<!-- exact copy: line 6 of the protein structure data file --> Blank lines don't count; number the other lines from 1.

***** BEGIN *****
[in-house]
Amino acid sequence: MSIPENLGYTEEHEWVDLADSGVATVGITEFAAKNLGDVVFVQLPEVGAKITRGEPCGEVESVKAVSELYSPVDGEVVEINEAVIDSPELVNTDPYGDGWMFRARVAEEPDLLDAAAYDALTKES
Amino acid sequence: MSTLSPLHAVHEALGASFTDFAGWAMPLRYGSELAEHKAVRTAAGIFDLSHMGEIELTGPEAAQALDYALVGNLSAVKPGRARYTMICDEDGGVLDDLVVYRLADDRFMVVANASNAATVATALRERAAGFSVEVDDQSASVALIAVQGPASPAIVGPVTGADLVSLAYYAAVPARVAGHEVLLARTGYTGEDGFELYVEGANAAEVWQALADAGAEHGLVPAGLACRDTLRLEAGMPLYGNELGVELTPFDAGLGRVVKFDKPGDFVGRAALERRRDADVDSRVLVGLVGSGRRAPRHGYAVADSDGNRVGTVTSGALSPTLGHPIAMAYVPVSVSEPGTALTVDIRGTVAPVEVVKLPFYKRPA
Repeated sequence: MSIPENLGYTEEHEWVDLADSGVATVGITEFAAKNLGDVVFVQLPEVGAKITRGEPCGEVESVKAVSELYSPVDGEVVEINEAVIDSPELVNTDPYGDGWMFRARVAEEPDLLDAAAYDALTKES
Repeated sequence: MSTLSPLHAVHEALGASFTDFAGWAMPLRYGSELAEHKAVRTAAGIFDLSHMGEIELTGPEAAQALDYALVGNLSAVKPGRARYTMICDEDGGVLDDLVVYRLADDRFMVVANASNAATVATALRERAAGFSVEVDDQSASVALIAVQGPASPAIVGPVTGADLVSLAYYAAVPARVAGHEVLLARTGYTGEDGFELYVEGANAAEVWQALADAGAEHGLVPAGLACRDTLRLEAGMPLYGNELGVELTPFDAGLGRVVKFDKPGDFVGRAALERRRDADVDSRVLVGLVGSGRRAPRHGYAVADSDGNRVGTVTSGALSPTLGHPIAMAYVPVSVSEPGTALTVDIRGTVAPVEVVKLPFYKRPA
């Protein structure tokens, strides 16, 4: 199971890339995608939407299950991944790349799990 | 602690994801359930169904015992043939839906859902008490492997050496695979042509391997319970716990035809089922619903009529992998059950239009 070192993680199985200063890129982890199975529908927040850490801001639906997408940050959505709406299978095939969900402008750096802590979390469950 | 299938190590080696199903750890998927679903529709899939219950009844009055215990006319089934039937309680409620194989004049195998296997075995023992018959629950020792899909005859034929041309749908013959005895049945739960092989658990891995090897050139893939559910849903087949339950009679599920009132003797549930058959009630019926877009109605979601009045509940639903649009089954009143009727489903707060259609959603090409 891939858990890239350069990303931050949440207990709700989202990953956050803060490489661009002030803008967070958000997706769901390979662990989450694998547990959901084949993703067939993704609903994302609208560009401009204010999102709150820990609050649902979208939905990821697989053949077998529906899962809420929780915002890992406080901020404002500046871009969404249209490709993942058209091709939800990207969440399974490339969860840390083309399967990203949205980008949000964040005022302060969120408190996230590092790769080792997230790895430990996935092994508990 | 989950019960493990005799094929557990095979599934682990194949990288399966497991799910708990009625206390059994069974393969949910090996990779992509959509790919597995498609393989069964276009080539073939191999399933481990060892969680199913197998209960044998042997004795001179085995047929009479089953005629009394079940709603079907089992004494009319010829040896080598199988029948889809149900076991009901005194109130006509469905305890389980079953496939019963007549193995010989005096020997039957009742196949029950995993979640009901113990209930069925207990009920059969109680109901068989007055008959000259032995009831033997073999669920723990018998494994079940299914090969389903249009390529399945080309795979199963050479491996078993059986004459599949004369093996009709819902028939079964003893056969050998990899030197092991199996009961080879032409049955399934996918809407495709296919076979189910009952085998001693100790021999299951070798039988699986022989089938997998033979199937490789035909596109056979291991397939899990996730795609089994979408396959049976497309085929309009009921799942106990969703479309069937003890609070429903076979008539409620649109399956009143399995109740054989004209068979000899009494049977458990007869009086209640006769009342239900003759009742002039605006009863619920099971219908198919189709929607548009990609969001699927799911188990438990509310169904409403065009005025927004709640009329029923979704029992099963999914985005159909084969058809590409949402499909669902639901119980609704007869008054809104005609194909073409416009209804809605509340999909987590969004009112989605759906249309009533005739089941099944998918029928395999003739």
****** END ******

């Protein structure tokens, strides 16, 4: 199971890339995608939407299950991944790349799990 | 602690994801359930169904015992043939839906859902008490492997050496695979042509391997319970716990035809089922619903009529992998059950239009 070192993680199985200063890129982890199975529908927040850490801001639906997408940050959505709406299978095939969900402008750096802590979390469950 | 299938190590080696199903750890998927679903529709899939219950009844009055215990006319089934039937309680409620194989004049195998296997075995023992018959629950020792899909005859034929041309749908013959005895049945739960092989658990891995090897050139893939559910849903087949339950009679599920009132003797549930058959009630019926877009109605979601009045509940639903649009089954009143009727489903707060259609959603090409 891939858990890239350069990303931050949440207990709700989202990953956050803060490489661009002030803008967070958000997706769901390979662990989450694998547990959901084949993703067939993704609903994302609208560009401009204010999102709150820990609050649902979208939905990821697989053949077998529906899962809420929780915002890992406080901020404002500046871009969404249209490709993942058209091709939800990207969440399974490339969860840390083309399967990203949205980008949000964040005022302060969120408190996230590092790769080792997230790895430990996935092994508990 | 989950019960493990005799094929557990095979599934682990194949990288399966497991799910708990009625206390059994069974393969949910090996990779992509959509790919597995498609393989069964276009080539073939191999399933481990060892969680199913197998209960044998042997004795001179085995047929009479089953005629009394079940709603079907089992004494009319010829040896080598199988029948889809149900076991009901005194109130006509469905305890389980079953496939019963007549193995010989005096020997039957009742196949029950995993979640009901113990209930069925207990009920059969109680109901068989007055008959000259032995009831033997073999669920723990018998494994079940299914090969389903249009390529399945080309795979199963050479491996078993059986004459599949004369093996009709819902028939079964003893056969050998990899030197092991199996009961080879032409049955399934996918809407495709296919076979189910009952085998001693100790021999299951070798039988699986022989089938997998033979199937490789035909596109056979291991397939899990996730795609089994979408396959049976497309085929309009009921799942106990969703479309069937003890609070429903076979008539409620649109399956009143399995109740054989004209068979000899009494049977458990007869009086209640006769009342239900003759009742002039605006009863619920099971219908198919189709929607548009990609969001699927799911188990438990509310169904409403065009005025927004709640009329029923979704029992099963999914985005159909084969058809590409949402499909669902639901119980609704007869008054809104005609194909073409416009209804809605509340999909987590969004009112989605759906249309009533005739089941099944998918029928395999003739």